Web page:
Effect of phone conversations on tactical components of the driving task

This paper aims at investigating how phone conversations may affect tactical control of the vehicle and decision-making. Twenty-four drivers (16 males and 8 females; mean age = 39.1; SD = 5.5) participated in an on-road experiment. They had to answer to phone calls using a hands-free kit and to maintain conversations while driving on motorway and in urban area. Results on motorway show that, during phone conversations, the drivers were less likely to overtake slower vehicles and stayed longer on the lane before moving back after overtaking manoeuvres. Some changes in speed behaviour were also observed as participants failed in adapting their speed to the limits when they changed. Driving errors were also more frequent while at the phone in urban area. Results on motorway show that while phoning, drivers tend to adapt their driving in a way to compensate for the additional attentional demand of the dual task of phoning and driving, by neglecting driving sub-tasks such as overtaking and adapting speed, etc. However, such behaviour also reveals difficulties to process all needed information to execute complex manoeuvres. Hard braking and errors in urban area occur as a consequence of these difficulties induced by phone communications. (Paper No. 76-P).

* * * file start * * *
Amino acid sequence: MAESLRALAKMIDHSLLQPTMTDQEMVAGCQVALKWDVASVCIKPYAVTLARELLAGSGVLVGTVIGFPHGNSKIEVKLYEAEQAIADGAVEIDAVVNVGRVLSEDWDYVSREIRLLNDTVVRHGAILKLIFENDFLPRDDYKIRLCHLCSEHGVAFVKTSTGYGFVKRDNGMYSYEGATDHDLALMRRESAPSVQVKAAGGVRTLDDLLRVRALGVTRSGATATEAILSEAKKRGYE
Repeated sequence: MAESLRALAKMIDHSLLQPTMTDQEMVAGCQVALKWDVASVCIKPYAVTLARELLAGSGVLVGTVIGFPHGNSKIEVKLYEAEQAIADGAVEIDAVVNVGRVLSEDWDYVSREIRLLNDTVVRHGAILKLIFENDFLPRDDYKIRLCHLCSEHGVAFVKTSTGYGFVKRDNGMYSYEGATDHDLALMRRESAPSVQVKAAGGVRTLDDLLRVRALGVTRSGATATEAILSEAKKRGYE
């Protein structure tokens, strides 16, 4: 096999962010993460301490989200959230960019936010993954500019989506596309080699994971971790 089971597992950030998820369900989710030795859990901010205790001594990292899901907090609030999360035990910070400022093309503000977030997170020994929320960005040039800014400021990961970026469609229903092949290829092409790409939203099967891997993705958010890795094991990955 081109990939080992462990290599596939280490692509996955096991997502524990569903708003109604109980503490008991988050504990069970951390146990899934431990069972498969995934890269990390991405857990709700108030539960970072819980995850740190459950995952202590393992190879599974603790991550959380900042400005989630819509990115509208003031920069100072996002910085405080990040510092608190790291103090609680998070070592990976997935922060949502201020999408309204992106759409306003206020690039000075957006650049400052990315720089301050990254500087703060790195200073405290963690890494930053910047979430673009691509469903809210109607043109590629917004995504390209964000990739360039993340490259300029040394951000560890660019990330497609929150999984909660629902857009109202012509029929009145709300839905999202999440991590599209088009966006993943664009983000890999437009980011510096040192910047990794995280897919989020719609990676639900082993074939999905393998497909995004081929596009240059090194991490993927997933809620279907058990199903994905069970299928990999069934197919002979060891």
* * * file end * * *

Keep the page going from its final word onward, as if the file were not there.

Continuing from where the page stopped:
• English

Media Info

  • Pagination: 9p
  • Monograph Title: 3rd International Conference on Driver Distraction and Inattention (DDI2013), September 4-6, 2013, Gothenburg, Sweden

Subject/Index Terms

Filing Info

  • Accession Number: 01597402
  • Record Type: Publication
  • Source Agency: Swedish National Road and Transport Research Institute (VTI)
  • Files: ITRD, VTI
  • Created Date: Apr 27 2016 11:32AM